The reasons for my present interest in this topic is that I am working on a Tableau project with a datatable with 22 measures, that I am worried that I may be tempted to calculate and visualize all pairs of measures, and that I may read too much into correlations that are significant by chance alone.
If the correlations between all possible pairs of measures in a dataset are calculated and all possible hypotheses about these correlations are tested then 5% of randomly chosen hypotheses will turn out to be significant at the 5% level, 1% turn out to be significant at the 1% level, by chance alone, even if all the null hypotheses are true.
When such correlations are visualized in scatterplot matrices it is tempting to scan the plots, identify the plots that seem to show strong relationships, assign special significance to them, and base decisions and actions on them, forgetting that 5%, 1%, …., of the correlations may be significant by chance alone. If the decisions and actions are of heavy import this may of course have disastrous results.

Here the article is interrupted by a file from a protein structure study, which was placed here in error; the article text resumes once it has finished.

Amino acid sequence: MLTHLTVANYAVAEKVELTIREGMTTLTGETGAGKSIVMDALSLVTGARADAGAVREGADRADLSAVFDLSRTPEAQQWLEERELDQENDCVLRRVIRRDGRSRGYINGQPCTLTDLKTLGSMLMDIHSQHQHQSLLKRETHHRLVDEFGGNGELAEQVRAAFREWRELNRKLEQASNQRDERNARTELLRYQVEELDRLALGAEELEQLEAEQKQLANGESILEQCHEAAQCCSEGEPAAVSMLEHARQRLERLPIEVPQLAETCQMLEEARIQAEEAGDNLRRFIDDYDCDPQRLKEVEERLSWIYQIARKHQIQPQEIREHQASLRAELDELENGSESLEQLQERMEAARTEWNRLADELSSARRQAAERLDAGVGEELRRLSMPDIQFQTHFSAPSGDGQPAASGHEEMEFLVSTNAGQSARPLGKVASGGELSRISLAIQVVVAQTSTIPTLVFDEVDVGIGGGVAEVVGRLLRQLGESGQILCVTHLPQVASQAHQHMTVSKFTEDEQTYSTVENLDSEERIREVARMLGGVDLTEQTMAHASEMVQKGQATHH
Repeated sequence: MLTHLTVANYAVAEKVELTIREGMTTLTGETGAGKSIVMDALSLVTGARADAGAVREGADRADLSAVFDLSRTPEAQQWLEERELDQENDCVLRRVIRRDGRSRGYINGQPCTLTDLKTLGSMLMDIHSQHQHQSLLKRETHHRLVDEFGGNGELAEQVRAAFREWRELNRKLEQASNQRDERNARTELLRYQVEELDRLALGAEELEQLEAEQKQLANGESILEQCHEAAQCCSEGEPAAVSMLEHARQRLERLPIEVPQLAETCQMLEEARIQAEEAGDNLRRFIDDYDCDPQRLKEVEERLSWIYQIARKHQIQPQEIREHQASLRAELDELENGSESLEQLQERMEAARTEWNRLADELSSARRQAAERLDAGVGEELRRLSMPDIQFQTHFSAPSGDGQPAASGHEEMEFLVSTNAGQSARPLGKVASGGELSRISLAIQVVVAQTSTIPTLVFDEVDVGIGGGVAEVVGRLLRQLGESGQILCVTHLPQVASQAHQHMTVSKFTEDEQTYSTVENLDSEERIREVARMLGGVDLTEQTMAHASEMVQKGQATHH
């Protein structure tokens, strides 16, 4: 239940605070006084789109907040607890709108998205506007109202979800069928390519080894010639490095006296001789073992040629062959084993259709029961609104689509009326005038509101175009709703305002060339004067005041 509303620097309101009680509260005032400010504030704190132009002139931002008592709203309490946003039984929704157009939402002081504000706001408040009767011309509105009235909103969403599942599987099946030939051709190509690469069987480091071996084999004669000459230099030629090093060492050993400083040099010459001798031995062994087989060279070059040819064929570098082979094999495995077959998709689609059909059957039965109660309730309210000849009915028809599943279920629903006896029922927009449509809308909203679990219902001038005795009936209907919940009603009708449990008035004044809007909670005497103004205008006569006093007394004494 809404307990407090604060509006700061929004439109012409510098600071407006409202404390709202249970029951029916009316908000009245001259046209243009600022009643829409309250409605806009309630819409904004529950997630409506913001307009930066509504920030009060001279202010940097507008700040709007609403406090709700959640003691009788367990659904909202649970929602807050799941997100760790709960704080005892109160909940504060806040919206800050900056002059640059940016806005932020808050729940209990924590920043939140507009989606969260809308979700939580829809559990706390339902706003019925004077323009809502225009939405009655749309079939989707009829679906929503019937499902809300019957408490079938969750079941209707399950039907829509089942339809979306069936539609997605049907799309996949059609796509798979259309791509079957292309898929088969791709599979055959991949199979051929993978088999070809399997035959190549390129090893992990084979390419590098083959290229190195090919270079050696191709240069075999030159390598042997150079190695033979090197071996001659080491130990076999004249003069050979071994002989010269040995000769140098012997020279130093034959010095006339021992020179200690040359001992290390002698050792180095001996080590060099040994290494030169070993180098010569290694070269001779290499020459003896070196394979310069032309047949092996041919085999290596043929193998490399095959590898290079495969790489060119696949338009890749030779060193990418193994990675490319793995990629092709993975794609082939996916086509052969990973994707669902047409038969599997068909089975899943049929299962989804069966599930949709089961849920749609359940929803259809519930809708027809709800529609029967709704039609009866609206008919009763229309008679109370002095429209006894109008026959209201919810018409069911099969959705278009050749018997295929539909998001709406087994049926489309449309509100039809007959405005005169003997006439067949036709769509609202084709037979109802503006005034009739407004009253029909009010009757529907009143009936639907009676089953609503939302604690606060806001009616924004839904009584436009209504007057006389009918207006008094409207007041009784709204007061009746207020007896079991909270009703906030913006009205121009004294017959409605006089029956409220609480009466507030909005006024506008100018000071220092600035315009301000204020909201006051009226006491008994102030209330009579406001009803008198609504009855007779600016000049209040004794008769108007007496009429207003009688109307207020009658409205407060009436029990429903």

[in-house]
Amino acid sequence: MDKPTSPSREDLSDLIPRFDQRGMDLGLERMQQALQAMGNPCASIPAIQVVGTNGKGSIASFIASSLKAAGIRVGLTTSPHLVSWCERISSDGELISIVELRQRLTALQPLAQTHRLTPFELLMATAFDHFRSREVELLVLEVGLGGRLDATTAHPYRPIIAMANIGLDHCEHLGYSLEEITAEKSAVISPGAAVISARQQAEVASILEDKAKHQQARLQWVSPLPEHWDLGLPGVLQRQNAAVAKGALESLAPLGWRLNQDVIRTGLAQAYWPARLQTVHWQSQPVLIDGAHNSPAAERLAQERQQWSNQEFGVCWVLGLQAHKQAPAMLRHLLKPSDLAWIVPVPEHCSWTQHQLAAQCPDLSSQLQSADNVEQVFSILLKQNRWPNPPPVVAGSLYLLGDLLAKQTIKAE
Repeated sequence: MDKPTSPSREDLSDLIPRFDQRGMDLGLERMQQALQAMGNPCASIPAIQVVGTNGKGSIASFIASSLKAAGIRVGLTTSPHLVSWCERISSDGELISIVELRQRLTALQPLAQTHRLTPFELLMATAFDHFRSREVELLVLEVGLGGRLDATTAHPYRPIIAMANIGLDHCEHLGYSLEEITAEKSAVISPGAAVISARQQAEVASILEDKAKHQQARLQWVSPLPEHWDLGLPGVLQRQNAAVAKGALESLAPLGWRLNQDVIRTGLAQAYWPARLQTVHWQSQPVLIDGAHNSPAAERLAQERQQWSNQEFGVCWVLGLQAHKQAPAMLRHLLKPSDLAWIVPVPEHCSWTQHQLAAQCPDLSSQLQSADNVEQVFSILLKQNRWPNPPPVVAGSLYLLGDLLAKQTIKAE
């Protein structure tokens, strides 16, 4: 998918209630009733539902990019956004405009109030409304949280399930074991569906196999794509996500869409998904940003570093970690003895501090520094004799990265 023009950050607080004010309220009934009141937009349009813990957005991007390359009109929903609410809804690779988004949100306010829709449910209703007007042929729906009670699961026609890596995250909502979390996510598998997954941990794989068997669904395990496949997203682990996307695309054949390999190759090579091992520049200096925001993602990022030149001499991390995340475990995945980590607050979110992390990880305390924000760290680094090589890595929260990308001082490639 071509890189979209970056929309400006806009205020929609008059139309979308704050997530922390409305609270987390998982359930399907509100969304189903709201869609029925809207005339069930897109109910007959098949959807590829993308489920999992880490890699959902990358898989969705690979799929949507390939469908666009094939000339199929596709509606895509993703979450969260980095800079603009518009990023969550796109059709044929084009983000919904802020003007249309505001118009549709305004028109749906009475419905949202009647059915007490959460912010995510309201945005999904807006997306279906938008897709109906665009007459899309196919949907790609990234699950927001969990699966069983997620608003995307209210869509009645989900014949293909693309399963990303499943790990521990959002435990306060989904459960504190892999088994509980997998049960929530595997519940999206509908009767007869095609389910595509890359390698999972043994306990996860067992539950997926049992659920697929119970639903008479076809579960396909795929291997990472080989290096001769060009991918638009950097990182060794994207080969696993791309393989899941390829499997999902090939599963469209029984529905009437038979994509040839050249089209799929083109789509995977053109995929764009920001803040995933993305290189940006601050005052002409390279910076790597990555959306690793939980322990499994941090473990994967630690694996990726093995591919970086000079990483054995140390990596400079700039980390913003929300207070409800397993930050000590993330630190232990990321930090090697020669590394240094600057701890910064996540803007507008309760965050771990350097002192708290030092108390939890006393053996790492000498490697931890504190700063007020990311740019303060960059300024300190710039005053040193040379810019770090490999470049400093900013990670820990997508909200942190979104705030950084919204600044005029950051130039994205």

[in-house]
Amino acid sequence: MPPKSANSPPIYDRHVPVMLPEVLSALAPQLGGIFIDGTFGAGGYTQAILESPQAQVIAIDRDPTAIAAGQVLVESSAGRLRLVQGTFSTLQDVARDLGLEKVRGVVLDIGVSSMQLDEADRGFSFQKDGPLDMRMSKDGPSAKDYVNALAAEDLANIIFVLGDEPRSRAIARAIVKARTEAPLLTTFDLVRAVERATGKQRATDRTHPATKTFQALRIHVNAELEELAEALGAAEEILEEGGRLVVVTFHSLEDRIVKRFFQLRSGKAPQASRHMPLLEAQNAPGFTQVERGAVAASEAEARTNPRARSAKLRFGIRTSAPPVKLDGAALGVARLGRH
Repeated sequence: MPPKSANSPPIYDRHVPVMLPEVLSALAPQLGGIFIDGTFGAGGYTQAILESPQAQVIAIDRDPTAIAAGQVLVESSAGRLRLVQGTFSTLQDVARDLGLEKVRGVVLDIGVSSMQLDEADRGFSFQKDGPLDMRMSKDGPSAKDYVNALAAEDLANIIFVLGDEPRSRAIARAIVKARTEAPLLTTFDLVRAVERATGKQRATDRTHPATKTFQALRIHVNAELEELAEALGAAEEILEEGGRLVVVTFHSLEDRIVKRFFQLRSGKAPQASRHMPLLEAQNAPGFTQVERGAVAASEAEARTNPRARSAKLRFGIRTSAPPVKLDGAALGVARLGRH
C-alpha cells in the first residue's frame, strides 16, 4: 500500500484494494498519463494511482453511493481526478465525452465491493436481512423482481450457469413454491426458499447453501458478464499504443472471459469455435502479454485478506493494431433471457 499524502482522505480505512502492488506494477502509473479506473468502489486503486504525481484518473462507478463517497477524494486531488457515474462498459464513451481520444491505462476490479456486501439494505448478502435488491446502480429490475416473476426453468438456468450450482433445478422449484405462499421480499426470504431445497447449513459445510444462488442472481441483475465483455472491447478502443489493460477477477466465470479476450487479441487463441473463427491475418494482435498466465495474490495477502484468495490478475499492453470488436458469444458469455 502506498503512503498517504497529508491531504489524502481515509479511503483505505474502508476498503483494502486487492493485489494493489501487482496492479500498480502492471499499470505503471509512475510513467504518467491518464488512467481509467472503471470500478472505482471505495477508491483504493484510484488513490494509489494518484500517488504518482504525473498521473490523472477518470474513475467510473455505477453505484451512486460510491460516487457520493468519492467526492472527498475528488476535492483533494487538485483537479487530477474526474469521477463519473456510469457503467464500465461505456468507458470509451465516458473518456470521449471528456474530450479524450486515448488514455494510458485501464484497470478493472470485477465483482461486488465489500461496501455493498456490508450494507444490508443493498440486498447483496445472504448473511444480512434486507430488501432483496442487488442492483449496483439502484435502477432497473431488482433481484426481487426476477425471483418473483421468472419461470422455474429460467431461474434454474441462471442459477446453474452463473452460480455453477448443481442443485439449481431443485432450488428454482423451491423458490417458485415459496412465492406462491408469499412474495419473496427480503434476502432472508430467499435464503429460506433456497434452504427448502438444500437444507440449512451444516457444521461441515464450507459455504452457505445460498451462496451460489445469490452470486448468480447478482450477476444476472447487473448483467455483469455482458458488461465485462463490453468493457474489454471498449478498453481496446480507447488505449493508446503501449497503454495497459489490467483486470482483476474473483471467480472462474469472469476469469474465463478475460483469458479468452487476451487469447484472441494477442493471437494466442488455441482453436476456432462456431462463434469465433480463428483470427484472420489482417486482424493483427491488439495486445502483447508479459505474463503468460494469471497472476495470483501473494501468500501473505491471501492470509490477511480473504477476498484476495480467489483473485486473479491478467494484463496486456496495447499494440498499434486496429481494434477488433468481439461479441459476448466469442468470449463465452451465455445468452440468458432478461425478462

Such behavior may be called “fishing expeditions in scatterplot matrices”.
One way of mitigating this problem is to to regard the results of a fishing expedition as merely providing suggestions for further experiments designed to test the hypotheses.
Another way is to split the data randomly into two halves, one half for fishing and generating hypotheses, the other half hidden away until it is used to test the results of the first half against the second half.
I am determined to calculate and visualize only correlations that I can generate hypotheses about prior to calculations and visualizations. I shall therefore begin by making an association network for identifying promising hypotheses.